Klein also works with the Hockey Academy, which started more than three years ago. Since hockey has grown so much in Sioux Falls with the Flyers and Stampede teams, Klein and her sister thought it was a good chance to help younger players find their footing, too.
For the middle and high school-aged students that play hockey, Hockey Academy helps them focus solely on their skating skills and helps them make sure they’re good skaters before they get into game play, Klein said.
“Great skaters make great players,” she said. “Other programs focus on gameplay, teamwork, stick, structure and goals, but never have time to break down all the fundamental skating skills.”
Hockey Academy meets once a week for 10 weeks at $220 per student.
With day trip skating, Klein hopes to start a field trip type of opportunity for daycares, elementary, middle and high schools as a new type of field trip opportunity for Sioux Falls. Students could get time with skating instructions, games and free time in their school day. She’s still working to reach out to groups who may be interested.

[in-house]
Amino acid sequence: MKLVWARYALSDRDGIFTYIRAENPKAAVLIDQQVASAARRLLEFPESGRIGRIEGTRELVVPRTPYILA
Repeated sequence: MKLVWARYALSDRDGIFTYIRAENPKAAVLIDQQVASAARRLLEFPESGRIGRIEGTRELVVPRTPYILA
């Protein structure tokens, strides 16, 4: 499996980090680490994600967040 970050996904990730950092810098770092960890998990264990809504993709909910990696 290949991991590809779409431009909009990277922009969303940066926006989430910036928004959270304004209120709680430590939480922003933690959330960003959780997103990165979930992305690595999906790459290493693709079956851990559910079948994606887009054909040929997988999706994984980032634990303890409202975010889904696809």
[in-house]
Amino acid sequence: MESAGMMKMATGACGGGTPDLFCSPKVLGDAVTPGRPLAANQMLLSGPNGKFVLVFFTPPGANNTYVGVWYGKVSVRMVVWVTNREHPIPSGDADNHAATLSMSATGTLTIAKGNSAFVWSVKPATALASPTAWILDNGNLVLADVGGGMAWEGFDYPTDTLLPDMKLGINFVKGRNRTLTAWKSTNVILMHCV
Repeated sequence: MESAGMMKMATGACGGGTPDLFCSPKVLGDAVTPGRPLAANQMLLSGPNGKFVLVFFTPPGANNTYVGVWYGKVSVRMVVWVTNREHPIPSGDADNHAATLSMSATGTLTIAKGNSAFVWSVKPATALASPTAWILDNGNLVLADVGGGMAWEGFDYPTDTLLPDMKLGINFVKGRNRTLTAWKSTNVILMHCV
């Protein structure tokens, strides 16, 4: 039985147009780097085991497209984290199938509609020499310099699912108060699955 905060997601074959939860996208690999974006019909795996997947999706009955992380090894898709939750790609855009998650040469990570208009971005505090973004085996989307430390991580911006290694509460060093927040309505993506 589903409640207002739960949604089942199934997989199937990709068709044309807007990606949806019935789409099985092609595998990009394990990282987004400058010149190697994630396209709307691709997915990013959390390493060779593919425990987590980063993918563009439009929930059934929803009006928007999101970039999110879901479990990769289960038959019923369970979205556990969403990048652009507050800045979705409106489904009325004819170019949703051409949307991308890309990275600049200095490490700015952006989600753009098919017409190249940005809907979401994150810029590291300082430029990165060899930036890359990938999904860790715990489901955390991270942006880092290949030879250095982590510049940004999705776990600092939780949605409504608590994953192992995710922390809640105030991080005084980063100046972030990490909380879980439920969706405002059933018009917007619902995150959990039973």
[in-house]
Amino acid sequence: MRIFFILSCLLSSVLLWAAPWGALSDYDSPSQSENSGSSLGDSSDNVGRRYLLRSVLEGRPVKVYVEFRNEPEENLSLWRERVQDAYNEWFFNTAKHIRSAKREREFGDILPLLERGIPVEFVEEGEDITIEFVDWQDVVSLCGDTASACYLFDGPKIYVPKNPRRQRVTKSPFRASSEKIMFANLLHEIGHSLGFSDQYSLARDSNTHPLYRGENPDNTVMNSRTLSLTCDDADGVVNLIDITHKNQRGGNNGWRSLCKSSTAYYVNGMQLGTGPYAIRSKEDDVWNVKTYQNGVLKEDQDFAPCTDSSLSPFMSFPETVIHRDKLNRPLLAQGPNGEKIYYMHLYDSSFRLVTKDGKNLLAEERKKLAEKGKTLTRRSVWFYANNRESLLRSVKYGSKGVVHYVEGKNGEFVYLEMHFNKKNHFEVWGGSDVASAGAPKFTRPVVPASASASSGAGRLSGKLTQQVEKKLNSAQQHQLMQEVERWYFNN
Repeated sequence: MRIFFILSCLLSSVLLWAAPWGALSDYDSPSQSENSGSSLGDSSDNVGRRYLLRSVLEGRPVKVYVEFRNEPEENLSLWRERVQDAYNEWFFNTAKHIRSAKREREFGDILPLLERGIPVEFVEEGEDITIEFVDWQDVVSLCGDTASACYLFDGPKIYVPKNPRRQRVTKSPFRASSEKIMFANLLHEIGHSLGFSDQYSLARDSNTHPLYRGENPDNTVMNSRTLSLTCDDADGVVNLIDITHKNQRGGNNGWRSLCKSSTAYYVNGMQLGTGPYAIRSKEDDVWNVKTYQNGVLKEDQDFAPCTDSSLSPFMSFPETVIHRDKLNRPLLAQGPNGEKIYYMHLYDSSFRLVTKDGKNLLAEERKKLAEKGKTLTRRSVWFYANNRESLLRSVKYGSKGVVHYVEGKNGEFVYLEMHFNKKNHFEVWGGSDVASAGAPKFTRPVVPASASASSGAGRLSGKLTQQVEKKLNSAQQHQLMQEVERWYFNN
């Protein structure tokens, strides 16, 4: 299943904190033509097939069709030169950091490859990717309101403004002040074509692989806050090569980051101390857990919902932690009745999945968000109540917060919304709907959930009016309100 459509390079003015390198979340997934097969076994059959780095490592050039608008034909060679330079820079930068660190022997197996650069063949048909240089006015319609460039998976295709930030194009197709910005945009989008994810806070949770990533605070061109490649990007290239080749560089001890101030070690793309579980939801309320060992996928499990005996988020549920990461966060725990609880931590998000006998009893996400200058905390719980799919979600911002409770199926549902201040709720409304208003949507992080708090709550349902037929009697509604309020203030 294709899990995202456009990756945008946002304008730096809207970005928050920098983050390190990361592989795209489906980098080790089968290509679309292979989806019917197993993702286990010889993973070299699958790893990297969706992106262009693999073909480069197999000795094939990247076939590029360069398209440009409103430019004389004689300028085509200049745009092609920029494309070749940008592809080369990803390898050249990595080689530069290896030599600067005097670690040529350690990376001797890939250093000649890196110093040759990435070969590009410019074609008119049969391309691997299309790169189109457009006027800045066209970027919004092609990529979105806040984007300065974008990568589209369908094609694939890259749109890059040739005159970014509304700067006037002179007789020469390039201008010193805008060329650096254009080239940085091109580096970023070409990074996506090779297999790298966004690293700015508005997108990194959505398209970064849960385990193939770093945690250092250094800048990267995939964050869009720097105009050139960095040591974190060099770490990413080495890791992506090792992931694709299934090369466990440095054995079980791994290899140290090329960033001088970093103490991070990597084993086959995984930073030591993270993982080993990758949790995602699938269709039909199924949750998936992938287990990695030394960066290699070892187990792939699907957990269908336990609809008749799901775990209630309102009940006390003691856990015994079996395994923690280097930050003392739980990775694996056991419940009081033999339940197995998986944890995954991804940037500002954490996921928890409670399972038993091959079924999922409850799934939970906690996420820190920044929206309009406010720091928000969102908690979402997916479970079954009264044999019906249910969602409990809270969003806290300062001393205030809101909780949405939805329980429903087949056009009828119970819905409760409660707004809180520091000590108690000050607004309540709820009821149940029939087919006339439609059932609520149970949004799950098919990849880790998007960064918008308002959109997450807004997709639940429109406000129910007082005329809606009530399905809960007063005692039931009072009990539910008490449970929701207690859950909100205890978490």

She also does private lessons, and coaches competitive skaters one-on-one, or two-on-one.
One of Klein’s skating students, Mary Kline, just passed the highest level in skating skills at just 16 years old. Kline, a junior at Jefferson High School and a member of the Sioux Falls Figure Skating Club, said she fell in love with the sport at a young age.
“I’ve been working for years on testing in a specific area of skating skills. It’s taken me four years to pass eight levels,” she said. “Only 3% of skaters pass that last level. It’s pretty cool to be part of that small percentage.”
Kline said she appreciates that skating with Klein has taught her lessons both on and off the ice.
“When you fall, you have to get back up,” Kline said she learned from skating. “Not only is it cool to say you’re good at such a unique sport, but it teaches you to overcome hard challenges and accomplish new things. It’s inspiring to see what you are actually able to do.”